Didi says he will proceed with NYSE delisting
Less than a year after Didi Global Inc.
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listing its shares in the United States, the Chinese ride-sharing company said its shareholders had approved its plan to delist from the New York Stock Exchange, completing a regulatory roller-coaster ride that sent its market value plummeting.
The move will see the company move forward after being caught up in Beijing’s campaign to tighten its grip on Chinese tech giants and their data hoards. Didi had told shareholders he had to drop from the list before he could resolve a cybersecurity investigation in China.
Some 96% of shareholders who voted at a Monday meeting voted in favor of the delisting proposal, the company said. A May 11 filing with the U.S. Securities and Exchange Commission said Didi founders Will Cheng and Jean Liu had indicated they intended to vote in favor on a one-vote basis. per share.
The company said in a separate announcement that it has notified the NYSE of its intention and expects to file its delisting notice with the SEC on or after June 2. Trading in its shares would cease 10 days later.
Didi referred to his May filing on Monday in which he said he would not apply to list his shares on another exchange until the cybersecurity review and all “corrective actions” were completed.
He said investors can trade shares over-the-counter, although he said the development of such a market is beyond the company’s control and warned that investors could end up with shares without “any convenient way to recoup a significant portion” of their investment.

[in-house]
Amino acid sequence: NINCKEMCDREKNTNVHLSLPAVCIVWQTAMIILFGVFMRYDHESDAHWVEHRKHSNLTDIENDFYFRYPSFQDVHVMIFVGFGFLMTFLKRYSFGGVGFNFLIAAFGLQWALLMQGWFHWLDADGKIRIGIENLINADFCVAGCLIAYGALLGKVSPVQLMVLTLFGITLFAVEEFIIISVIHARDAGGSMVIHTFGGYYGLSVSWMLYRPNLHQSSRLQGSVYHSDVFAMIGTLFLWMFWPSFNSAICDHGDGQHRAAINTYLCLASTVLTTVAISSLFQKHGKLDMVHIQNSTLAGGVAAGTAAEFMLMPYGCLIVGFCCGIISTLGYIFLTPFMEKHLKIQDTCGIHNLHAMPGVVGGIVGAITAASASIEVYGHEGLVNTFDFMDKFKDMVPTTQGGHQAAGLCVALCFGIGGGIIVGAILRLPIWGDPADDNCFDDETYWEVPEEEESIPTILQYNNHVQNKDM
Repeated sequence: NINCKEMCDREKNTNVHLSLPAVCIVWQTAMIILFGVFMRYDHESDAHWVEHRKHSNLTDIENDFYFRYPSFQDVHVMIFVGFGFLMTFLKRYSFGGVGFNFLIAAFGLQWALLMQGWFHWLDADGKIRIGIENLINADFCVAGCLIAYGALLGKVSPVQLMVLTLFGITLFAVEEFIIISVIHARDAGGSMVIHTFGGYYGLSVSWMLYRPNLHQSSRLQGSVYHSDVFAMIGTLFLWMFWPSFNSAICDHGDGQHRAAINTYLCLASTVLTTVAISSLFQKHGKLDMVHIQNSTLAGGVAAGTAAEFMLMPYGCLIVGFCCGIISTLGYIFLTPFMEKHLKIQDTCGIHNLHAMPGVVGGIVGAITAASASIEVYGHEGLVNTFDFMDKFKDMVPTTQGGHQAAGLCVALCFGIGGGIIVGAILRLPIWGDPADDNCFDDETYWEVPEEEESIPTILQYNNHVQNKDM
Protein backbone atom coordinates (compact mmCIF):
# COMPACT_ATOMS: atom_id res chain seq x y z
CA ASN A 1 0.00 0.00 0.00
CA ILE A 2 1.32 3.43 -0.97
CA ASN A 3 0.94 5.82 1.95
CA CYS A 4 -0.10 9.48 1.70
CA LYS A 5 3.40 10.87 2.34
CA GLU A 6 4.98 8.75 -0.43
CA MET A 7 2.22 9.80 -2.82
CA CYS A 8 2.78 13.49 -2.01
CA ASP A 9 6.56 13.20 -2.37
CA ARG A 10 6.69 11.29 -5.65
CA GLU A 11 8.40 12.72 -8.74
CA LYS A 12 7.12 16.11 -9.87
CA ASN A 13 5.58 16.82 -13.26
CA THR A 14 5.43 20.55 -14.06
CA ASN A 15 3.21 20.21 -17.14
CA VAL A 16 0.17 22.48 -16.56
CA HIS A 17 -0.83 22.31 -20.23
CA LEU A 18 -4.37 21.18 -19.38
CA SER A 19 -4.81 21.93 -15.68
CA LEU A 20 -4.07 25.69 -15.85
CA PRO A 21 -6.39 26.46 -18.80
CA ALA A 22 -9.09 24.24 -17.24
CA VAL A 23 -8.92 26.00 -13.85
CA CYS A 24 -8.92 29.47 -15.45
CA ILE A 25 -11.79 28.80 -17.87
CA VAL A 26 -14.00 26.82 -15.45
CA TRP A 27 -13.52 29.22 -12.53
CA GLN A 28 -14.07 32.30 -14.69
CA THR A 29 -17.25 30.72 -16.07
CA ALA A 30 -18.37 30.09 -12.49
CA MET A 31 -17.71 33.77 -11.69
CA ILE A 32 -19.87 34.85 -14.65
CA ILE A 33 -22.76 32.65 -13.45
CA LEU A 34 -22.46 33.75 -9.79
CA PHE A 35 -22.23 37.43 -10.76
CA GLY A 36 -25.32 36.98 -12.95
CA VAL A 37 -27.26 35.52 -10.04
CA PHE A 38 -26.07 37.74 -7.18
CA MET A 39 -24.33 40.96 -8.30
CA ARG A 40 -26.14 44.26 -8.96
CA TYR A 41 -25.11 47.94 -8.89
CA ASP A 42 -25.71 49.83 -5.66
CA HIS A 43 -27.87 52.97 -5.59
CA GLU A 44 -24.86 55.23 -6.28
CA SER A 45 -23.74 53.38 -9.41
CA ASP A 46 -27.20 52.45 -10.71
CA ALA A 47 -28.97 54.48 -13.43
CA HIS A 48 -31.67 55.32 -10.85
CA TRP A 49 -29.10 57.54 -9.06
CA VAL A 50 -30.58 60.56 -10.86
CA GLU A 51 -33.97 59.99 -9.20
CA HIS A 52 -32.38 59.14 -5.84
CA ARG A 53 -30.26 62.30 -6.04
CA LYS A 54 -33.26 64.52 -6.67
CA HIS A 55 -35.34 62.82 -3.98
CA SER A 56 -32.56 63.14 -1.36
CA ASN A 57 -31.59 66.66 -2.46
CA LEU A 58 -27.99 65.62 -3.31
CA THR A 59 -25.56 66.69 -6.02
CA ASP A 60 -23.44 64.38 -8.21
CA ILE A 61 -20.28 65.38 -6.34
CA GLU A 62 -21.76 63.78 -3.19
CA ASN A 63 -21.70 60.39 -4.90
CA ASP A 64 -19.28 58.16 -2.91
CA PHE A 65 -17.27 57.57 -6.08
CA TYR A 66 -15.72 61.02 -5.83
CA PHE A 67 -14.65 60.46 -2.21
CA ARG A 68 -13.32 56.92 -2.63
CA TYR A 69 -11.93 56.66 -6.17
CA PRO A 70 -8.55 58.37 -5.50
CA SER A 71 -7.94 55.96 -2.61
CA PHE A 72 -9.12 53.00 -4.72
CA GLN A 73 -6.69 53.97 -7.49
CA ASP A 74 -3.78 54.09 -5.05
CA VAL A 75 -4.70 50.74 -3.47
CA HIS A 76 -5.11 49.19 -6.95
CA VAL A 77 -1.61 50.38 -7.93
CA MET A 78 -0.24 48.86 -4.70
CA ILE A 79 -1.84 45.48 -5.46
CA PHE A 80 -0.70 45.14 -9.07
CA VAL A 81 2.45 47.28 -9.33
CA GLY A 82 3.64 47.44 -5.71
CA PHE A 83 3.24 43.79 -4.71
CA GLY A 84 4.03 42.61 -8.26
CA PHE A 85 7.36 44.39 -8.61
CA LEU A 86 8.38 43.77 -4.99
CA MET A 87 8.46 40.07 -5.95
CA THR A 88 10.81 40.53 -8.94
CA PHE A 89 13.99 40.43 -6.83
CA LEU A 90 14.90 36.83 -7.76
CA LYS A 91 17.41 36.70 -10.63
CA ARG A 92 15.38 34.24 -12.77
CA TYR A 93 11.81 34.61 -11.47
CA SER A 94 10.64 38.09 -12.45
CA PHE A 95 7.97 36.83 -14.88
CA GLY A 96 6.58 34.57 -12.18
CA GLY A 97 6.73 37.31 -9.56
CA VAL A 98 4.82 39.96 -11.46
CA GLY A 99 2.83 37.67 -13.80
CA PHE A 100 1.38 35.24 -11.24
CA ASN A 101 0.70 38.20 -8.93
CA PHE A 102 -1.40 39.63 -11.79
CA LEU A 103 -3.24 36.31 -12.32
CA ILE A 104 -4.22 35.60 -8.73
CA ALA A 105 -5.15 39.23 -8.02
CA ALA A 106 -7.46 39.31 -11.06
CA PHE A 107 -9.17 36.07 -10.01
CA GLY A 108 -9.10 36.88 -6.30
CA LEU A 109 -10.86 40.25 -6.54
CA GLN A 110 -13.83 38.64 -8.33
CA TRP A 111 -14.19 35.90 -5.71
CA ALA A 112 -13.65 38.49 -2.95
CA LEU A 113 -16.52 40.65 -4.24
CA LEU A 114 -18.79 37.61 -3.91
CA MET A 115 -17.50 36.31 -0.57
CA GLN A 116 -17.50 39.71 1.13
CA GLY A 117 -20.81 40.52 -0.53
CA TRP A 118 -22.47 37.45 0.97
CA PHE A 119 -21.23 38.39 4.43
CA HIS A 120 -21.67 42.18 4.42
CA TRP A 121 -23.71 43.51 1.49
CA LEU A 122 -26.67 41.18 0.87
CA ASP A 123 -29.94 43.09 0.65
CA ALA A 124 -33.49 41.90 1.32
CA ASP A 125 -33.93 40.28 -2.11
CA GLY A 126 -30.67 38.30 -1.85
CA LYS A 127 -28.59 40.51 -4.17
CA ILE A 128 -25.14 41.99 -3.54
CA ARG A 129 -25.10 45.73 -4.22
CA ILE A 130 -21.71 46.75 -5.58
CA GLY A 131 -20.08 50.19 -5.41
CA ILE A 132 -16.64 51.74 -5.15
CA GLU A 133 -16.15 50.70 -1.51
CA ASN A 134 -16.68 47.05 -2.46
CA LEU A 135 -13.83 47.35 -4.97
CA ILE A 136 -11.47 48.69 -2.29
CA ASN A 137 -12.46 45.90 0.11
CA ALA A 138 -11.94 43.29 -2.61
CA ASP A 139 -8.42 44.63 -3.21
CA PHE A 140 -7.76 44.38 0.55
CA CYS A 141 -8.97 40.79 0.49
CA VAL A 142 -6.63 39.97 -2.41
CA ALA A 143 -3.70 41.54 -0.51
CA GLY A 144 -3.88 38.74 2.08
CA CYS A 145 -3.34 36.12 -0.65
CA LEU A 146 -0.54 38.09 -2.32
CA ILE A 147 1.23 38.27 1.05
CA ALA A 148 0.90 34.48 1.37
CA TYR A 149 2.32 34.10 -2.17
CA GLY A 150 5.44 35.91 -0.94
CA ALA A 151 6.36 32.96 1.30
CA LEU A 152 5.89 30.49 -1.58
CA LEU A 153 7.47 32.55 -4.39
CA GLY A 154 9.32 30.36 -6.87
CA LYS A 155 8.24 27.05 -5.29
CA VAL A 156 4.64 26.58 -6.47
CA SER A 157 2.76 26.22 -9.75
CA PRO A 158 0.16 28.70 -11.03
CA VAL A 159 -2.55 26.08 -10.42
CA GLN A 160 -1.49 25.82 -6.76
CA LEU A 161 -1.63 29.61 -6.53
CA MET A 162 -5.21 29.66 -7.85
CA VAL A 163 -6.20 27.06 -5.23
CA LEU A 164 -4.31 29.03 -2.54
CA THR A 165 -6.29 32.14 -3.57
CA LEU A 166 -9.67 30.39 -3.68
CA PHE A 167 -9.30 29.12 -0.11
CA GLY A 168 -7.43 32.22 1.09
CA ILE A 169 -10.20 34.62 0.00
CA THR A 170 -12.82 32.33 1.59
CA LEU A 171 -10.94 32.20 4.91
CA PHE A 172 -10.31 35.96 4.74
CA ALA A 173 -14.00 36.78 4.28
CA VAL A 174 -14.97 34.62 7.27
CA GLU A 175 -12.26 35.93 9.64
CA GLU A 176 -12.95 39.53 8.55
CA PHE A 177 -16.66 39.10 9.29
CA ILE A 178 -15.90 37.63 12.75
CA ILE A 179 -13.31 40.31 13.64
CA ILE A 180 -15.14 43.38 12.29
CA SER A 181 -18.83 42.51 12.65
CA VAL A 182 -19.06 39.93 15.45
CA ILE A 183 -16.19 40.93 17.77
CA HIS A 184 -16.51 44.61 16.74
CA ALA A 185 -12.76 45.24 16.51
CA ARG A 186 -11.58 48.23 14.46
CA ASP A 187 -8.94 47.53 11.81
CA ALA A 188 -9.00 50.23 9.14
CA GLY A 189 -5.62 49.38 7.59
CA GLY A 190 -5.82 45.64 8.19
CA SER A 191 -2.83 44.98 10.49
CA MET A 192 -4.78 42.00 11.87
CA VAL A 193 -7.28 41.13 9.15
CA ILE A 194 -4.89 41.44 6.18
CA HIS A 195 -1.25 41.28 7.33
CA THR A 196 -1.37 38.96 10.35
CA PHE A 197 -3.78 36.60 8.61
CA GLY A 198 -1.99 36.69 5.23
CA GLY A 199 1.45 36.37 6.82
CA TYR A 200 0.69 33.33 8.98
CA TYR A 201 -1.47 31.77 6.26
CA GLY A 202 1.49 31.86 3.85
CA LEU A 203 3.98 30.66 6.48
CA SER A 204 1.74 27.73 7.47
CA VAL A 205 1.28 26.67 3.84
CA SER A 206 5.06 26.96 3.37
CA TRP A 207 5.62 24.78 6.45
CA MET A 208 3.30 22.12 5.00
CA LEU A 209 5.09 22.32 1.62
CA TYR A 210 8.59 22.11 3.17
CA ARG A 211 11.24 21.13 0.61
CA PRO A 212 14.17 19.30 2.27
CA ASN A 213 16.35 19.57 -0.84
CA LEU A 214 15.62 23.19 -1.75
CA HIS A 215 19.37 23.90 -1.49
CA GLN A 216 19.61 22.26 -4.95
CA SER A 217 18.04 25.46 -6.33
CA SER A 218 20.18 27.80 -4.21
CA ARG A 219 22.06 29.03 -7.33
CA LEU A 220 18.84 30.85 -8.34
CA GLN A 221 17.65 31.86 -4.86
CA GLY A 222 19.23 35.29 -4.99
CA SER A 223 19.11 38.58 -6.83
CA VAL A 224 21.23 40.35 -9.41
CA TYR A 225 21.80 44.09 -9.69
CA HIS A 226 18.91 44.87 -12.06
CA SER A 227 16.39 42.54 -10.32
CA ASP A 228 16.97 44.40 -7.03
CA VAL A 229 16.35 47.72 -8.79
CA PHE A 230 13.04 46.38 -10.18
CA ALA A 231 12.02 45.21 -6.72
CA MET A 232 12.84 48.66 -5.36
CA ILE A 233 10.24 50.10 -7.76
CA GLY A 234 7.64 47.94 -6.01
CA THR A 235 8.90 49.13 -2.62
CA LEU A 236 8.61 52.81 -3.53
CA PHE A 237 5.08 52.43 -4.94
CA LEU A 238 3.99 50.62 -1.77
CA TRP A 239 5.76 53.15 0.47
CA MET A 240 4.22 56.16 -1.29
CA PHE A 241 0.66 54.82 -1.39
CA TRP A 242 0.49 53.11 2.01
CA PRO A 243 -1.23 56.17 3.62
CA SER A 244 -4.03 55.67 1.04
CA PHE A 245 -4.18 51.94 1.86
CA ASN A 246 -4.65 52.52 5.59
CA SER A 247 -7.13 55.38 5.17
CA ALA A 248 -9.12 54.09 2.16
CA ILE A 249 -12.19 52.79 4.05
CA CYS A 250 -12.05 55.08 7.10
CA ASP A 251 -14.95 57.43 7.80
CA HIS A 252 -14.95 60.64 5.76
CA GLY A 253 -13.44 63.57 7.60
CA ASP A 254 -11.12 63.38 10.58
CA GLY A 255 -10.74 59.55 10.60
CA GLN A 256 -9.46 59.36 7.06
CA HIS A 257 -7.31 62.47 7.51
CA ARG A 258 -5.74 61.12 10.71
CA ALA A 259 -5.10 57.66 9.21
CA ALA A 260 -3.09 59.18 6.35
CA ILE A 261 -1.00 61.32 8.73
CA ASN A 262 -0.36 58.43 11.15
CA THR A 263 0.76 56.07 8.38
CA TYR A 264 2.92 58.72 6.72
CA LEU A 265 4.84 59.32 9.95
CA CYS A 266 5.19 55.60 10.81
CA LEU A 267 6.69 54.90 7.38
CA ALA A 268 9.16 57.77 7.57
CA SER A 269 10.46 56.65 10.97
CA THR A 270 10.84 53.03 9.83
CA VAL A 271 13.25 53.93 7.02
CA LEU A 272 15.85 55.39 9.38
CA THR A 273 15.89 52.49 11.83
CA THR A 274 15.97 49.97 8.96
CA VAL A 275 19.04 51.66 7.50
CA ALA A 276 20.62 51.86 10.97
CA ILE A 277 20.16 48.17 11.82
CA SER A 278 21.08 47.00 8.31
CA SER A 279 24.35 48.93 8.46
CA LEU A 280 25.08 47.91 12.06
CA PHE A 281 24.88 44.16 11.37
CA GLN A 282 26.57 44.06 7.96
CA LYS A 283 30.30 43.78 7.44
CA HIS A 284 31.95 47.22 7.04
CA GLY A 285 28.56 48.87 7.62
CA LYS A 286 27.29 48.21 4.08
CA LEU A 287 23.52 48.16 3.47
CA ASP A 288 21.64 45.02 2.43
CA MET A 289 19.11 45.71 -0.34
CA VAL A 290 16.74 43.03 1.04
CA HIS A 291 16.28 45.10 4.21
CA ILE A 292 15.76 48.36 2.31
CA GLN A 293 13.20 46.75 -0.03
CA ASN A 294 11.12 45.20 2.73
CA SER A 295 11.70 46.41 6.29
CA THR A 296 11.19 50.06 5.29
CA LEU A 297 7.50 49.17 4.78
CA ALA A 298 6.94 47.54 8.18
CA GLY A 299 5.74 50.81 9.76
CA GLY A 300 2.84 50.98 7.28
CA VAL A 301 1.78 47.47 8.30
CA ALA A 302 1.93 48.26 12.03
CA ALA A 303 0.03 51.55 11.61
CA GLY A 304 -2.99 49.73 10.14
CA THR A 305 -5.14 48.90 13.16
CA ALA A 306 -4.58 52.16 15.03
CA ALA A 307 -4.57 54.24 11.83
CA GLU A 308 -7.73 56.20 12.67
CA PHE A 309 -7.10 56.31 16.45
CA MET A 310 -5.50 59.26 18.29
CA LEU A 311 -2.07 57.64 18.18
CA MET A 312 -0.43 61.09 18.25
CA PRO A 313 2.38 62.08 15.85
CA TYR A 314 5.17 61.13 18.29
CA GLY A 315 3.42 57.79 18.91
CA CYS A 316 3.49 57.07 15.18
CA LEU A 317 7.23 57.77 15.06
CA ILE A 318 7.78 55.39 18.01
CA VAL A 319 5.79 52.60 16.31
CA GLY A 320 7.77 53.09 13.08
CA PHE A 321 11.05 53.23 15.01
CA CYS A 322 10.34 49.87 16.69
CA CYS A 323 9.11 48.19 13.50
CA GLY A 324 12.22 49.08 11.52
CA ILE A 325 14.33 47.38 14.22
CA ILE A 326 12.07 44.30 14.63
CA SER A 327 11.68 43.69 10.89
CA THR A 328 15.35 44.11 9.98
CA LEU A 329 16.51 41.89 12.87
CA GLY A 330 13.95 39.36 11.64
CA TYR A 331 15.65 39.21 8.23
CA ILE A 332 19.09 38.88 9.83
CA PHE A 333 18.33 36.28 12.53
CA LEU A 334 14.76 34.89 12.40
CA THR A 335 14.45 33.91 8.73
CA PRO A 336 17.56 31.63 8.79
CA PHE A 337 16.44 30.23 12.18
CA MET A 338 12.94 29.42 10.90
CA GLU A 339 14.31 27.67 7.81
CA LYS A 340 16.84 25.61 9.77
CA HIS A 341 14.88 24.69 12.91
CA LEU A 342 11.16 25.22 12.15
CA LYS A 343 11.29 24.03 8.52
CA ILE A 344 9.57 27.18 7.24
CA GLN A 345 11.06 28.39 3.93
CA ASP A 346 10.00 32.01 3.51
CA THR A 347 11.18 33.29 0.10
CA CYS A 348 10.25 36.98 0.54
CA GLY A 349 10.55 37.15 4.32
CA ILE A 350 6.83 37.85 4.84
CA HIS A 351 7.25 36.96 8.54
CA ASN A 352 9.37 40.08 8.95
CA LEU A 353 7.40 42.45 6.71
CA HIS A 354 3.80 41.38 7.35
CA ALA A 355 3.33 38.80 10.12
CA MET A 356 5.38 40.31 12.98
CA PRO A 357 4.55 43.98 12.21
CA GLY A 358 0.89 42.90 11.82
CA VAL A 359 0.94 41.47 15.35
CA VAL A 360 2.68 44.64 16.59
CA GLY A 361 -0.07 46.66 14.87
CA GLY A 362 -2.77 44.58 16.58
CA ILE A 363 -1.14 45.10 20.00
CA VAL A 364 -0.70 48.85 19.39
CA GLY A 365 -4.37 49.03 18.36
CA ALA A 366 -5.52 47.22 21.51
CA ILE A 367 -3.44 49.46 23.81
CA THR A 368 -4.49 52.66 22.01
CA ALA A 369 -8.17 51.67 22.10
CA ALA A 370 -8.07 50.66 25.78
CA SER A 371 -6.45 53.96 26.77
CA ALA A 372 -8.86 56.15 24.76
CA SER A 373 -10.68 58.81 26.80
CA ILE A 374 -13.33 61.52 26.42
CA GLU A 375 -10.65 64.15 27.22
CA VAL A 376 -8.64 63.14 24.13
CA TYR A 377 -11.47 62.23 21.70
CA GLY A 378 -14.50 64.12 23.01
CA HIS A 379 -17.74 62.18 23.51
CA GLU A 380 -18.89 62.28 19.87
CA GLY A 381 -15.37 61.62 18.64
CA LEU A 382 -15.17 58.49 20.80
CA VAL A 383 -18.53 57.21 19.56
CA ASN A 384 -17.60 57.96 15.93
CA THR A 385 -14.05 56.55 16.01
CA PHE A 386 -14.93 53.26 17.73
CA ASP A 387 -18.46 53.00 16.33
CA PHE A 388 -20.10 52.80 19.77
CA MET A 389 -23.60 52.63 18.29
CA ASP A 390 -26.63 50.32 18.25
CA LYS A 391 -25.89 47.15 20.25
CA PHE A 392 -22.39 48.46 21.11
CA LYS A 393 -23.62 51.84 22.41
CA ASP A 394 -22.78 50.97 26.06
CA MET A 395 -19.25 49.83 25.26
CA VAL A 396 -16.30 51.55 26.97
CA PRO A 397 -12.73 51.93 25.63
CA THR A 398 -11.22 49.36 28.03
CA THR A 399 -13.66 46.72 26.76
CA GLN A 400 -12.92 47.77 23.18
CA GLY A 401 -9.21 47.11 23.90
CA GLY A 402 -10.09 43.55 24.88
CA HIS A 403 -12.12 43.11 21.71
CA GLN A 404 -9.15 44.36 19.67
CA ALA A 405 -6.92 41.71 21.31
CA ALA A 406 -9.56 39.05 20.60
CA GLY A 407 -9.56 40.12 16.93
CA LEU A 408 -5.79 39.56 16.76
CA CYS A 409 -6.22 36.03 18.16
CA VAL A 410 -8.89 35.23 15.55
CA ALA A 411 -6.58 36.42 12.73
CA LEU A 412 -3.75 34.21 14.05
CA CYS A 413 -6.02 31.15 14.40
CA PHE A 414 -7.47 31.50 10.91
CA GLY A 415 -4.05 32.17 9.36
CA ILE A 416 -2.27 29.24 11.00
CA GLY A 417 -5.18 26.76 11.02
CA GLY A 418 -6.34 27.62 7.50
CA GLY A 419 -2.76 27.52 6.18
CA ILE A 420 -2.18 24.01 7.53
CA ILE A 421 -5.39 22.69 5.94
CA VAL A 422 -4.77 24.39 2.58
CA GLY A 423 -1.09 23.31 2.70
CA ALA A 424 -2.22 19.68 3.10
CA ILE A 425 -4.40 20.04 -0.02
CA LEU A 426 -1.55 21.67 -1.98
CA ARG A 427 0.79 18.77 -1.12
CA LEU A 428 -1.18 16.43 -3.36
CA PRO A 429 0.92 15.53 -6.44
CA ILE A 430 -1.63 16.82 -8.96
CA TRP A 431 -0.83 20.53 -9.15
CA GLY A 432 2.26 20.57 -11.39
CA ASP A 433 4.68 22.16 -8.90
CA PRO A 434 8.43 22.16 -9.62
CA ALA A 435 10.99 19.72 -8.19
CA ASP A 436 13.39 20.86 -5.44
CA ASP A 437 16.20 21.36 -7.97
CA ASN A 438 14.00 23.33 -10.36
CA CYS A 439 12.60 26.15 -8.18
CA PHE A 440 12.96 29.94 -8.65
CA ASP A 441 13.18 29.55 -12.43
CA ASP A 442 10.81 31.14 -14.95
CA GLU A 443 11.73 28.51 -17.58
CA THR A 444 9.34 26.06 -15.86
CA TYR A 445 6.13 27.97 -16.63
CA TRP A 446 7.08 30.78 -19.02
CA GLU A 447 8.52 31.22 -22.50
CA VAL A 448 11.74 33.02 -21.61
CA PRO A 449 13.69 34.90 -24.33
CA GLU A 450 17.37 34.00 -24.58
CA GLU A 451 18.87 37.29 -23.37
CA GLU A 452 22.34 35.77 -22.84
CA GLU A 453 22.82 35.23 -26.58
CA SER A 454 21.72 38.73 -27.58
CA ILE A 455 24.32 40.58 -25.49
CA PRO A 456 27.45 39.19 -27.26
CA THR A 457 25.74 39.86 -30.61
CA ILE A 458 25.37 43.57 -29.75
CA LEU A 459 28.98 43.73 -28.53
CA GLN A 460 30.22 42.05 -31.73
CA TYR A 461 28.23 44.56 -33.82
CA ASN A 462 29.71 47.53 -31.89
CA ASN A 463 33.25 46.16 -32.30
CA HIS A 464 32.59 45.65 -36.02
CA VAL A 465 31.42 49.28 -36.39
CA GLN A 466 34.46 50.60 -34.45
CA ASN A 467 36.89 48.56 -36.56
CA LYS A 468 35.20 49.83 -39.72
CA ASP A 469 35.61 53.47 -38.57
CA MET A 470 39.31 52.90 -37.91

Didi’s US certificates of deposit have plunged from their initial offering price of $14 less than a year ago, hitting many US investors with heavy losses.
Didi shares began trading on June 30, after the company sold $4.4 billion worth of stock in an IPO. Days later, Chinese regulators launched an investigation into the company’s data infrastructure, ordered it to suspend new user registrations and forced some of its popular apps to be taken down, reducing its main transport activity in China. The probe is in progress.
On Monday, New York-listed ADRs closed at $1.44 per share, down 4% from Friday.
In December, Didi said he planned to withdraw his shares from the United States and pursue a listing in Hong Kong. The company has since said it needs to resolve the cybersecurity review before it can apply to restore its apps in China and re-register new users.
Didi said last month that its fourth-quarter revenue fell 12.7% from the same period a year earlier.
Didi’s ordeal came against the backdrop of a protracted dispute between Washington and Beijing over auditing standards. China has deemed some corporate information too sensitive to national security to pass into foreign hands. For companies like Didi, data relating in particular to traffic flows or geographical information could fall into this category.
Meanwhile, the SEC is requiring companies to hand over their audit working papers — which may contain raw data, including user information and communication between companies and government agencies — for U.S. regulatory inspection during three years in a row, threatening to pull the companies from US stock exchanges if they don’t. ‘t.
In May, the SEC said more than 100 Chinese companies, including Didi, had been identified as facing possible delisting from US stock exchanges, saying their audit documents failed to meet US auditing standards.
China’s securities regulator said Didi’s decision to pull out of the US market was an independent decision made by the company that has nothing to do with other Chinese stocks listed in the US. China’s Securities Regulatory Commission said in April that Didi’s decision was unrelated to discussions between the two countries over audit requirements.
Write to Shen Lu at [email protected]
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